Energy Transport and Dissipation in the Magnetosphere During Geomagnetic Storms
Major geomagnetic storms represent a significant dissipation of energy by the magnetosphere. The energy is derived from the solar wind flow and the subsequent powerful conversion of that energy takes several different forms. Ring current injection and decay, ionospheric Joule heating, particle precipitation into the atmosphere, and several related physical processes are exhibited clearly in large storm events. The modern-day constellation of operating spacecraft gives an unprecedented opportunity to study magnetic storm processes and energetics. This paper focuses on recent coronal mass ejection (CME) events that have been well-observed near the sun. These disturbances are followed from the sun to their arrival in near-Earth space. The reconfiguration of the magnetosphere under the driving influence of CME/magnetic cloud events is examined and the energetics of various forms of input and output are assessed. It is concluded that the present observations in the ISTP era, along with modern modeling techniques, have given us new insights into geomagnetic stormtime energy dissipation. Ionospheric Joule heating and auroral particle precipitation account for a substantial majority of energy dissipation during CME-driven storms (i.e., ≳70%). However, ring current energy injection due to moderate energy ions is also a key. Direct in situ observations of such ions are found to be crucially important because indices such as Dst may be contaminated by many other effects.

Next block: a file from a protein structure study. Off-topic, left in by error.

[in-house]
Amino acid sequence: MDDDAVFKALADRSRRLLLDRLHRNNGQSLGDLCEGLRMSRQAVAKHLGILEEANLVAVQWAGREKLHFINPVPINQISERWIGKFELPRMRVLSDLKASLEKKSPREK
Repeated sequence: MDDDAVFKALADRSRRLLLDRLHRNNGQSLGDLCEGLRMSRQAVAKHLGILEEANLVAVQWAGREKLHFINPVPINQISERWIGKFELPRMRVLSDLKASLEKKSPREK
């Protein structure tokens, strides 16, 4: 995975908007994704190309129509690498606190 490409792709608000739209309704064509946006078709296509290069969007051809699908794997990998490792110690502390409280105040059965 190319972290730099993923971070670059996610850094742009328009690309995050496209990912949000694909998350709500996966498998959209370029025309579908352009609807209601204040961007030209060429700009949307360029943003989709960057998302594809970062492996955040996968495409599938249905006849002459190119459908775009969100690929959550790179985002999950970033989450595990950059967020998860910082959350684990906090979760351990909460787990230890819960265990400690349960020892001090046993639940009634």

Baker, D.N., Turner, N.E., Pulkkinen, T.I. (2001). Energy transport and dissipation in the magnetosphere during geomagnetic storms. Journal of Atmospheric and Solar-Terrestrial Physics, 63(5), 421-429. doi: 10.1016/S1364-6826(00)00169-3
Journal of Atmospheric and Solar-Terrestrial Physics